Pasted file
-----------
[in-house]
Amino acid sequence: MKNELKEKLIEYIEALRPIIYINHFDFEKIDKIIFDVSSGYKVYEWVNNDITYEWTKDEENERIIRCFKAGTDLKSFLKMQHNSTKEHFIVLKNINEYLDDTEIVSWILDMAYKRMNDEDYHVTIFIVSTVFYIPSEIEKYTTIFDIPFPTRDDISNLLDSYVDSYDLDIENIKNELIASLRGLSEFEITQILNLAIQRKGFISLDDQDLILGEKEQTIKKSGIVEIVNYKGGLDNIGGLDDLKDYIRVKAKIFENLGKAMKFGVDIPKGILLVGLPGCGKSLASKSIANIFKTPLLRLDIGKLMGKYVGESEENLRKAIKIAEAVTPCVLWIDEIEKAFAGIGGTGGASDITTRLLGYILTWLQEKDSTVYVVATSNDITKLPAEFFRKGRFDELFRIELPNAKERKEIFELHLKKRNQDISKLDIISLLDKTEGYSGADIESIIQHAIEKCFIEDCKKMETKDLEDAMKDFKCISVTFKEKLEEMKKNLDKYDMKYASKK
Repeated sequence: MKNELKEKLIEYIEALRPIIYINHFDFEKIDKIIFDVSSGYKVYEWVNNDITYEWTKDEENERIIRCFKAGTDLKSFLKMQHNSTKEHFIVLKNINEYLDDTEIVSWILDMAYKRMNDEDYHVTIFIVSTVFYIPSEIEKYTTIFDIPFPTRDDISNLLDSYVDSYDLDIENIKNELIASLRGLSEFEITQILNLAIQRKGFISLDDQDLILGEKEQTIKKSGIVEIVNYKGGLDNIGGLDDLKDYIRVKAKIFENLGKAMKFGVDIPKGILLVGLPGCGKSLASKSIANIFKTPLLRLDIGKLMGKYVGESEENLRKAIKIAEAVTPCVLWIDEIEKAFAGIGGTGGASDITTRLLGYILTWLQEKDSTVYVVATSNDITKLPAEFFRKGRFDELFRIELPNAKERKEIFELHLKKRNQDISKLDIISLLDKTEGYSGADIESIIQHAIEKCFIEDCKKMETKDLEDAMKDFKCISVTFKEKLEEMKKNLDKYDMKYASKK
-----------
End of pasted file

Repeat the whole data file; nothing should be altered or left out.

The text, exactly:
[in-house]
Amino acid sequence: MKNELKEKLIEYIEALRPIIYINHFDFEKIDKIIFDVSSGYKVYEWVNNDITYEWTKDEENERIIRCFKAGTDLKSFLKMQHNSTKEHFIVLKNINEYLDDTEIVSWILDMAYKRMNDEDYHVTIFIVSTVFYIPSEIEKYTTIFDIPFPTRDDISNLLDSYVDSYDLDIENIKNELIASLRGLSEFEITQILNLAIQRKGFISLDDQDLILGEKEQTIKKSGIVEIVNYKGGLDNIGGLDDLKDYIRVKAKIFENLGKAMKFGVDIPKGILLVGLPGCGKSLASKSIANIFKTPLLRLDIGKLMGKYVGESEENLRKAIKIAEAVTPCVLWIDEIEKAFAGIGGTGGASDITTRLLGYILTWLQEKDSTVYVVATSNDITKLPAEFFRKGRFDELFRIELPNAKERKEIFELHLKKRNQDISKLDIISLLDKTEGYSGADIESIIQHAIEKCFIEDCKKMETKDLEDAMKDFKCISVTFKEKLEEMKKNLDKYDMKYASKK
Repeated sequence: MKNELKEKLIEYIEALRPIIYINHFDFEKIDKIIFDVSSGYKVYEWVNNDITYEWTKDEENERIIRCFKAGTDLKSFLKMQHNSTKEHFIVLKNINEYLDDTEIVSWILDMAYKRMNDEDYHVTIFIVSTVFYIPSEIEKYTTIFDIPFPTRDDISNLLDSYVDSYDLDIENIKNELIASLRGLSEFEITQILNLAIQRKGFISLDDQDLILGEKEQTIKKSGIVEIVNYKGGLDNIGGLDDLKDYIRVKAKIFENLGKAMKFGVDIPKGILLVGLPGCGKSLASKSIANIFKTPLLRLDIGKLMGKYVGESEENLRKAIKIAEAVTPCVLWIDEIEKAFAGIGGTGGASDITTRLLGYILTWLQEKDSTVYVVATSNDITKLPAEFFRKGRFDELFRIELPNAKERKEIFELHLKKRNQDISKLDIISLLDKTEGYSGADIESIIQHAIEKCFIEDCKKMETKDLEDAMKDFKCISVTFKEKLEEMKKNLDKYDMKYASKK